Glossary of AS Terms
A chronic inflammatory arthritis that commonly affects the spine, although other joints in the body may also be affected, causing pain and stiffness.
Abnormal stiffness or fusion of a joint.
If AS progresses and the spine becomes more immobilized by the formation of bone in the joints, the spine can take on the appearance of bamboo on x-rays.
Cauda equina syndrome
A rare but potentially serious complication that can occur in people with AS in which the nerves at the bottom of the spine become compressed, leading to motor and sensory problems for the legs, bladder, and bowel control.
(also called glucocorticoids or steroids)
Medications that mimic the hormone cortisol, which reduces inflammation in the body.
The locations where the ligaments and tendons attach to the bone.
Inflammation of the entheses.
Problems or conditions caused by the chronic inflammation of AS that occur in parts of the body beyond the joints, such as skin, eye, or intestinal complications.
A neurological condition that causes widespread in the body; People with AS have a greater risk of developing fibromyalgia.
Fibrosis of the lungs
A possible complication of AS in which scar tissue forms in the connective tissue between the air sacs in the lung and causes shortness of breath.
A complication of AS in which the two bones of a joint become bonded together, causing stiffness and lack of mobility in the joint.
A genetic marker that has been identified as playing a role in the cause of AS; However, not everyone with the HLA-B27 mutation develops AS, and it is believed that many people in the general population have the HLA-B27 marker but will not develop the condition. In addition, some people with AS do not have the HLA-B27 marker.
Inflammatory bowel disease
A term used to describe several conditions that involve chronic inflammation of the digestive tract, including ulcerative colitis and Crohn’s disease; people with AS have an increased risk of developing inflammatory bowel disease (IBD).
Juvenile-onset ankylosing spondylitis or juvenile ankylosing spondylitis (JAS)
AS that occurs in children or adolescents (before the age of 18).
An outward curvature of the spine which causes a hunched or rounded back that is a possible complication as AS progresses and damages the joints between the vertebrae.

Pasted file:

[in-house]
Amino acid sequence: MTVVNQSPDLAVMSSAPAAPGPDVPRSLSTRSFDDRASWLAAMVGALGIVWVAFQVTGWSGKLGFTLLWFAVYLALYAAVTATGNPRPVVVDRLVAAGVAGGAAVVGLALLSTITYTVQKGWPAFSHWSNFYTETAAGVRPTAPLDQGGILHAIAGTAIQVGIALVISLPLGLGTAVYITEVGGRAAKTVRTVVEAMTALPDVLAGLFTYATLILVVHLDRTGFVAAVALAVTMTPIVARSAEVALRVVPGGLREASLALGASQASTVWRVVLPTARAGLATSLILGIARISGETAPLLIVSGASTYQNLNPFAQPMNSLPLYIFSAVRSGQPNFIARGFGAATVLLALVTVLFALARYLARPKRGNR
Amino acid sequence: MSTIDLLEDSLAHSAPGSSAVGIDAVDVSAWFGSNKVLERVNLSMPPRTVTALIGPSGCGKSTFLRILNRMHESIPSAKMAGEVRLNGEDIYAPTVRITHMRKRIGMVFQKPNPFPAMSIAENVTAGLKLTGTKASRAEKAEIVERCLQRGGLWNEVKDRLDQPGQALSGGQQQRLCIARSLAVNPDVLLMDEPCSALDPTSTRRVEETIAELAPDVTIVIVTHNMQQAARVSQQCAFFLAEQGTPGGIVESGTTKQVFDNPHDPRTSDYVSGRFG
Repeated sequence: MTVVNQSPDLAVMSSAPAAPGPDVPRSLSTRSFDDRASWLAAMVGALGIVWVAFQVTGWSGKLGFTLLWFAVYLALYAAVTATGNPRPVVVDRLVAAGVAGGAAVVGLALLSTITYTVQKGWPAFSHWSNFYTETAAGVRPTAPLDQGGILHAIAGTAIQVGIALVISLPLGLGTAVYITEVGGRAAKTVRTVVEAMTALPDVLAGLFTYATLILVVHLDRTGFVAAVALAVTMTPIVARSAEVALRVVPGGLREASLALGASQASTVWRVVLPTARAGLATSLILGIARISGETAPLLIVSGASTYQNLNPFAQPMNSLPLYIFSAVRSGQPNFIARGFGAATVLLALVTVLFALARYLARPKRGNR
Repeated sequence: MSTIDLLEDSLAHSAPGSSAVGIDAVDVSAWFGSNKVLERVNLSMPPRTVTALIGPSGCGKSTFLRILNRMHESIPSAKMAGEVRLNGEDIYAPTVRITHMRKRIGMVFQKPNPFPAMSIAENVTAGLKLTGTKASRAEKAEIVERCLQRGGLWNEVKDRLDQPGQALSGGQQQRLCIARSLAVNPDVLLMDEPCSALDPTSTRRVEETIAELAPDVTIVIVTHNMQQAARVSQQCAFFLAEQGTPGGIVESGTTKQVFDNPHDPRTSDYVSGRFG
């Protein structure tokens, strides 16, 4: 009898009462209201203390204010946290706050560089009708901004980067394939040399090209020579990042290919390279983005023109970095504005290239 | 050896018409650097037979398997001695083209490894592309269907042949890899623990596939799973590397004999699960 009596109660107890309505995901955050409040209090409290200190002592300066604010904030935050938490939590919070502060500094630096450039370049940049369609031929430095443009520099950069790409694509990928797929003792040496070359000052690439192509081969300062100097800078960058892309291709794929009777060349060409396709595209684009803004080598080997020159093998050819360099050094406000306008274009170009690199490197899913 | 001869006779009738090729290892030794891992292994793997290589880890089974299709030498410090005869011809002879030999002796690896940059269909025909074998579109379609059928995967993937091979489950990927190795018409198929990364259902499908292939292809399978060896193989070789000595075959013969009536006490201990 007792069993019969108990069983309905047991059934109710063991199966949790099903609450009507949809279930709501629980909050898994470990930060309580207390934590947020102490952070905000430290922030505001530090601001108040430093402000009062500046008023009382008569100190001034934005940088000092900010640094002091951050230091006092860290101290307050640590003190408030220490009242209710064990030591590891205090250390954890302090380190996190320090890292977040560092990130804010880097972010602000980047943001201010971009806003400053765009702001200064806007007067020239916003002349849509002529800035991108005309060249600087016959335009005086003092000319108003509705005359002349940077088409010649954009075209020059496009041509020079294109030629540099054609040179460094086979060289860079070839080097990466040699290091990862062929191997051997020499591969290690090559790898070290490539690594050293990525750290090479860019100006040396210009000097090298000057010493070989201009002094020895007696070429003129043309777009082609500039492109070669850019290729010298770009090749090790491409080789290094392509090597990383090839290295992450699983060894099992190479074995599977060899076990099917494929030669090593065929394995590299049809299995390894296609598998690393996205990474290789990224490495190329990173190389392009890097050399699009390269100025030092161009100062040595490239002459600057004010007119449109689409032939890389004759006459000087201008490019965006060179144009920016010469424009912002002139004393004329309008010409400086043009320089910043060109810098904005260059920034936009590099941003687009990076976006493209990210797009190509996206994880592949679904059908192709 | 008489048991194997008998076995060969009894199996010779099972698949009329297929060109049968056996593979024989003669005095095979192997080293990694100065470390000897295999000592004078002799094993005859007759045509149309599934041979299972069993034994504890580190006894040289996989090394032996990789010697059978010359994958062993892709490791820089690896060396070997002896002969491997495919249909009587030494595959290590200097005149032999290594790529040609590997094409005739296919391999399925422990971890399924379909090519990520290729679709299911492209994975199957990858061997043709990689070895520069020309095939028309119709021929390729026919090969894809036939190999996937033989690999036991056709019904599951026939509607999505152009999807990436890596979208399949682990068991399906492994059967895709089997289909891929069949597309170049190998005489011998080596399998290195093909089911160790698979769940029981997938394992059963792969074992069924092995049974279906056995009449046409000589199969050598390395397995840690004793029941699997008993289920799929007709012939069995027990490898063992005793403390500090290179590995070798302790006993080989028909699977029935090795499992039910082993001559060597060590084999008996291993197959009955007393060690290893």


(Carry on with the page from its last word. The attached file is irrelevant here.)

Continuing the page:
NSAIDs or non-steroidal anti-inflammatory drugs
Widely used medications for pain and inflammation that are frequently used as a first-line treatment to help relieve the symptoms of AS.
A condition in which the bones are weakened and brittle and at an increased risk of fracture; AS puts at person at greater risk of developing osteoporosis.
Joints in the arms or legs that may be affected with AS, such as the hips or shoulders.
A chronic skin condition that causes raised, red, scaly patches on the skin, which may be itchy, painful, and can crack and bleed; psoriasis is a common extra-articular complication of AS.
Signs of joint involvement from AS are visible on imaging such as x-rays or MRI.
Sacroiliac joints (SI joints)
The joints located between the bottom of the spine (the sacrum) and the ilium of the pelvis, which are frequently the first joints to have symptoms from AS.
Slow-acting anti-rheumatic drugs (SAARDs)
Medications that may be used to treat pain and inflammation of AS, also known as DMARD’s (disease modifying anti-rheumatic drugs).
Inflammation of the spine.
(also called spondyloarthropathy, spondylitis or SpA)
A general term that encompasses several different arthritis conditions (including ankylosing spondylitis) that cause joint inflammation.
A possible complication of AS which is characterized by a narrowing of the spinal column that can cause pain or nerve damage.
Calcification of the spinal ligaments.
A type of biologic therapy that blocks tumor necrosis factor (TNF), a naturally occurring protein that plays a role in the inflammatory process and is elevated in people with AS.
Inflammation in the eye that occurs in the uvea (the middle layer of the eye), causing redness, pain, sensitivity to light, blurry vision, excessive tears and visual loss; uveitis is a common complication among people with AS.